Project Team: James T. Van Leuven, Emma Altman
The microbial communities colonizing animal guts are highly influential to host health and development. Animal hosts are impacted by the species of microbes present and temporal changes in their abundances, but the forces governing these dynamics are poorly understood. Bacteriophages modulate bacterial community composition through predation. They also facilitate horizontal gene transfer, stimulate the immune systems of animals, and can be used to fight antibiotic-resistant bacterial infections. The inclusion of bacteriophages in microbial ecosystem models and testing of these models is critical to understand how these viruses contribute to microbial community dynamics and evolution, and ultimately, to host health.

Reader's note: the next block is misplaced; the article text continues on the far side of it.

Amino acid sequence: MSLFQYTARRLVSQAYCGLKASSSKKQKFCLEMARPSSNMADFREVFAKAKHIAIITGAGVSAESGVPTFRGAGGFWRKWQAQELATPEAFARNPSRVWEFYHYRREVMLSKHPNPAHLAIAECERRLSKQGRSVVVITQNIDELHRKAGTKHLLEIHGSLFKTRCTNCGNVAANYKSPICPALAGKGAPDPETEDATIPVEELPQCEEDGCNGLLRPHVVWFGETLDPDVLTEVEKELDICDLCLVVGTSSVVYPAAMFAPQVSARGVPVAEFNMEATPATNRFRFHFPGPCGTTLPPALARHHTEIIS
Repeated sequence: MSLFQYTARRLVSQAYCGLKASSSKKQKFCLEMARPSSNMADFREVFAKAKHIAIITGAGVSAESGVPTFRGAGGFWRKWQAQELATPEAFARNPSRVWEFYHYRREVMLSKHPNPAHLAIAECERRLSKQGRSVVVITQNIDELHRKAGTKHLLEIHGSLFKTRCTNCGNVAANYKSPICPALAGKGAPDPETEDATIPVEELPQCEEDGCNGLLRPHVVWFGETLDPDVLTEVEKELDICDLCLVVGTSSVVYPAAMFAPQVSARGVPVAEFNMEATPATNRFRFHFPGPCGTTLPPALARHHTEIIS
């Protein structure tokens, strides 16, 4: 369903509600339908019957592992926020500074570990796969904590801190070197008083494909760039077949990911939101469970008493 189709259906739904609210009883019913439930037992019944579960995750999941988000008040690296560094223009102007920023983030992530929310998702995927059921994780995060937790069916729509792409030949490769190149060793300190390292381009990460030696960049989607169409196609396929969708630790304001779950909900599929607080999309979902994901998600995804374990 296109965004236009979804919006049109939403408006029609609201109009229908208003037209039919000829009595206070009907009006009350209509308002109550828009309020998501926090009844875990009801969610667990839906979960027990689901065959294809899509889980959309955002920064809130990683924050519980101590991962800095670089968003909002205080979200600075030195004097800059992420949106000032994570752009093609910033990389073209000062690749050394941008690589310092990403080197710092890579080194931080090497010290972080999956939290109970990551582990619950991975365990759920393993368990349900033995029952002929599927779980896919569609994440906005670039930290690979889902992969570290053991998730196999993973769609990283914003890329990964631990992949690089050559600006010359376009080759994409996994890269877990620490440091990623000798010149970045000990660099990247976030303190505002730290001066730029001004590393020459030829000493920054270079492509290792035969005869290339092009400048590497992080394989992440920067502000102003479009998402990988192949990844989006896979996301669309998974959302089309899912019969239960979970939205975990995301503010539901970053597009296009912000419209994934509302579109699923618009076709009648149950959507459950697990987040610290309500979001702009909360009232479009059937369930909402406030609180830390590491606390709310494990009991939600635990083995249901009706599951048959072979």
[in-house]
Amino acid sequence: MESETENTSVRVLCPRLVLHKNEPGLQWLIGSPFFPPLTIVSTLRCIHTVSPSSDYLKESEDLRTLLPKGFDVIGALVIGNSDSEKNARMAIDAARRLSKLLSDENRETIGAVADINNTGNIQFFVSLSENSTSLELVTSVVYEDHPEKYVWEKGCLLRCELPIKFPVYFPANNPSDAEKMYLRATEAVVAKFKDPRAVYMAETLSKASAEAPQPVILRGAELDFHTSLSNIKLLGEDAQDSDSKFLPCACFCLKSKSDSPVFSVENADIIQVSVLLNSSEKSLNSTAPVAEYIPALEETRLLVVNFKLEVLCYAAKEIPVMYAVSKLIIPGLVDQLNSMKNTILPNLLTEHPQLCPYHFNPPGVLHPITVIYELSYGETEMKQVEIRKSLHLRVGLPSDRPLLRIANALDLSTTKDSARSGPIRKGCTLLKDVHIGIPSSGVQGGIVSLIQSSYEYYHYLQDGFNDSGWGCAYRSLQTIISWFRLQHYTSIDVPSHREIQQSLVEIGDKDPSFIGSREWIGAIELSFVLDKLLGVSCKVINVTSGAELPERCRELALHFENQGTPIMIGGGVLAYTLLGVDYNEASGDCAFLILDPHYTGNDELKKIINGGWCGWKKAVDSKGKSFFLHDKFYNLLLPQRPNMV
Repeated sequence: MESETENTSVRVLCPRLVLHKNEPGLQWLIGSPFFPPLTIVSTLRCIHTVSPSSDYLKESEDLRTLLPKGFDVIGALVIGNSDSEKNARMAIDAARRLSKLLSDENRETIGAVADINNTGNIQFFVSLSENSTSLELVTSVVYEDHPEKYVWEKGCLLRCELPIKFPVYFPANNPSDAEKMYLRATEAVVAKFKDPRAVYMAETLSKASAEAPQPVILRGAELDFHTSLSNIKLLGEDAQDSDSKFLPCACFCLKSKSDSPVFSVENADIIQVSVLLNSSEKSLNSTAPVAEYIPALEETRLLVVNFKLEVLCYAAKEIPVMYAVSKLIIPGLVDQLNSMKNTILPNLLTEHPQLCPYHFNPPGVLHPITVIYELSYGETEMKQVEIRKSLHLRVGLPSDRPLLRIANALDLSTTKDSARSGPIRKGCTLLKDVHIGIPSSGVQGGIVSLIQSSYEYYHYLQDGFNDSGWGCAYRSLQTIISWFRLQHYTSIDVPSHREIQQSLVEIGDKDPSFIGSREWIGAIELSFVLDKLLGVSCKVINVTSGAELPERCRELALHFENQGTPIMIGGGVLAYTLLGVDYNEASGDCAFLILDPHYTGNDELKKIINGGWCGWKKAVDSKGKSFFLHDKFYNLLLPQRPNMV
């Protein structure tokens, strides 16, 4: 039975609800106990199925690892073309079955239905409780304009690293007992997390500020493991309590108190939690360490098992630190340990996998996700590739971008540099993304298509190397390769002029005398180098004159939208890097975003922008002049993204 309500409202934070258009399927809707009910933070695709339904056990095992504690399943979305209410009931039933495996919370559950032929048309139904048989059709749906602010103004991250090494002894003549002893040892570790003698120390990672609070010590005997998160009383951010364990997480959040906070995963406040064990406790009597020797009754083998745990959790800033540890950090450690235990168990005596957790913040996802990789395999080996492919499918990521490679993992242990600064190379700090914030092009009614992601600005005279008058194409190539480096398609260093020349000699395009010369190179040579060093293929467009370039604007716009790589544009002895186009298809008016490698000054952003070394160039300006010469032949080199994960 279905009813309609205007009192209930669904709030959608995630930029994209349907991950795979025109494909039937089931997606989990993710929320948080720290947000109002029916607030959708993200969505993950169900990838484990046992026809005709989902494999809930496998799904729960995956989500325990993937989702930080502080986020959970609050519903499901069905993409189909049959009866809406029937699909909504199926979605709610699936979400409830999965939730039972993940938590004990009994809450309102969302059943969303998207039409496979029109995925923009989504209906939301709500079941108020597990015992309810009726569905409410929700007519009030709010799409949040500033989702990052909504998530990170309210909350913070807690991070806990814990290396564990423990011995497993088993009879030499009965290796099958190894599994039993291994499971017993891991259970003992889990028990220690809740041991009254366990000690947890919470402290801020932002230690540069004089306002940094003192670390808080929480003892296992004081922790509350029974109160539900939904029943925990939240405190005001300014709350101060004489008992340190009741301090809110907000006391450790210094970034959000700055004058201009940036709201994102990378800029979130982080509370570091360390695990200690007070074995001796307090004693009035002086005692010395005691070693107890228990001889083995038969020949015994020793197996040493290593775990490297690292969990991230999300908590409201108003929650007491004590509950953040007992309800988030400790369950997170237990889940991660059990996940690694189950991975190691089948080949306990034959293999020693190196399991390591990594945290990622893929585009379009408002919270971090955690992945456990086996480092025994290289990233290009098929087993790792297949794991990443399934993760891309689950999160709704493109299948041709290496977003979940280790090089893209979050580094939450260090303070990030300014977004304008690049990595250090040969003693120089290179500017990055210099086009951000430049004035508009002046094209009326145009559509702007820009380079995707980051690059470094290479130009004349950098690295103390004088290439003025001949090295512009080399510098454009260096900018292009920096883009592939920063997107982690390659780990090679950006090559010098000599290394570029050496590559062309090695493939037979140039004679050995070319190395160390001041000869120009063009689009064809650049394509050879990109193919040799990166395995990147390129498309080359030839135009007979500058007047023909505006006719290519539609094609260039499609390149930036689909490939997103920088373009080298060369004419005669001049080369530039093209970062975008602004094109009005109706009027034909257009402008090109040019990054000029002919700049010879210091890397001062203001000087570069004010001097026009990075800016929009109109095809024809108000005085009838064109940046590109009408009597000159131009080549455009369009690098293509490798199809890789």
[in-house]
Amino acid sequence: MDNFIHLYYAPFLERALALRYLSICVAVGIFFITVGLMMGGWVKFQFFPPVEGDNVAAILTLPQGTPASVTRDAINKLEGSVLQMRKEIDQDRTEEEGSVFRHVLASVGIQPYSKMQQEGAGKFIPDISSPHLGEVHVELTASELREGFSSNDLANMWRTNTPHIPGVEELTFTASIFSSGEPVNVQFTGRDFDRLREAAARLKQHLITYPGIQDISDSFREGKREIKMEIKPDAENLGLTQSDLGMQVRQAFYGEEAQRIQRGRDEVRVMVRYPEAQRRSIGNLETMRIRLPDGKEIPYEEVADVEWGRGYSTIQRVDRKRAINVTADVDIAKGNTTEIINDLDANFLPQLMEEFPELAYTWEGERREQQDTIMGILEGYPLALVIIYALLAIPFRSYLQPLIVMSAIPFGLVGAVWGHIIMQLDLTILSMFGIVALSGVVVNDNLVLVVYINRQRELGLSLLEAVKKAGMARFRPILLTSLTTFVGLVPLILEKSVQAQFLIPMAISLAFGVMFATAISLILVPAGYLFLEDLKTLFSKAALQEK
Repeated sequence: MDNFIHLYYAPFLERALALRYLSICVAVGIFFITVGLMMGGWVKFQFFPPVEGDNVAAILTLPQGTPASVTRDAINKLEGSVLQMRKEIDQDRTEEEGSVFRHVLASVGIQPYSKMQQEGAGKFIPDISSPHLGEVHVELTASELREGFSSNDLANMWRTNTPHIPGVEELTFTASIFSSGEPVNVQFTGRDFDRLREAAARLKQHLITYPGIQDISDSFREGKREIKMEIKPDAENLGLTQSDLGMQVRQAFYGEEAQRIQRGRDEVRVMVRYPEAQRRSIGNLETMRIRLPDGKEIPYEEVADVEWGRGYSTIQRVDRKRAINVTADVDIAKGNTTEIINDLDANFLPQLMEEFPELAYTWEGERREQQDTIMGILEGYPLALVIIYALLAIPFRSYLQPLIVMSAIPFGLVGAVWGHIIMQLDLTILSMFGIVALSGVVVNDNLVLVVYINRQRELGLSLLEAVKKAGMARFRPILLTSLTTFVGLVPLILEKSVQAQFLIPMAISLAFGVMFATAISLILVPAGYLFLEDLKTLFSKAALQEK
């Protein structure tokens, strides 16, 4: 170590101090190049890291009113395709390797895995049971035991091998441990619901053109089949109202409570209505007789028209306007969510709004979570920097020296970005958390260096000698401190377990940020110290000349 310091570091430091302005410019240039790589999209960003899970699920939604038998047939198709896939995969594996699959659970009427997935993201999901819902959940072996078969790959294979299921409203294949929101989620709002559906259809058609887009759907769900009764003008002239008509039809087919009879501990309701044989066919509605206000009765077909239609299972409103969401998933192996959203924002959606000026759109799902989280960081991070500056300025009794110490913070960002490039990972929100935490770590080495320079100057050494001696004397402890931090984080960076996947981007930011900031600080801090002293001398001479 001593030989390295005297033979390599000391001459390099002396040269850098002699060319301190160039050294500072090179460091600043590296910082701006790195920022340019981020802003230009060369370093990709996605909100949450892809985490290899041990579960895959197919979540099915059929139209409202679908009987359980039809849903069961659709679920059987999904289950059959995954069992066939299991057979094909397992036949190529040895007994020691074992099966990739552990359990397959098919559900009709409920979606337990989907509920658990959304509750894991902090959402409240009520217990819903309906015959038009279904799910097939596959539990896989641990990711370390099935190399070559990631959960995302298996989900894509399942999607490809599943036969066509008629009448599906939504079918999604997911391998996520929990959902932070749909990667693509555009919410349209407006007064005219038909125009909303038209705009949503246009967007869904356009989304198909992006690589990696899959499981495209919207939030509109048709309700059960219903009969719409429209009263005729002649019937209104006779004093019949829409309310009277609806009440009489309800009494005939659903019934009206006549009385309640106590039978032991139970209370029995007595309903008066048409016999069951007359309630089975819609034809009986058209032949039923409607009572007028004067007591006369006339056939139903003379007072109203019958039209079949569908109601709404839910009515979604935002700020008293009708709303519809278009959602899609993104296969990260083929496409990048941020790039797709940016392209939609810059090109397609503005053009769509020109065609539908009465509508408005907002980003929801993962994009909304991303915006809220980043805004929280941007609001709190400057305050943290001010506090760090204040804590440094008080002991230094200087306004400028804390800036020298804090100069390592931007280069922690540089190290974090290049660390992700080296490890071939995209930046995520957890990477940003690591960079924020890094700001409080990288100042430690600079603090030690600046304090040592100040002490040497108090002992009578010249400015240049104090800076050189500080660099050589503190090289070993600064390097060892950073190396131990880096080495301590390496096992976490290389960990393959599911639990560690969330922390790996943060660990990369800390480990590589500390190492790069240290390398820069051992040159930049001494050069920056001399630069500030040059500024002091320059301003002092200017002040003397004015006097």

The goal of the proposed research is to test the molecular, ecological, and evolutionary roles of bacteriophages in host-associated microbial communities using honey bees and their associated gut bacteria. We will modify and apply models of microbial community dynamics to time-series data collected on bee microbiota and then test these models by perturbing bee microbiomes. This project will benefit from collaborative research across institutions and will boost interdepartmental research at University of Idaho.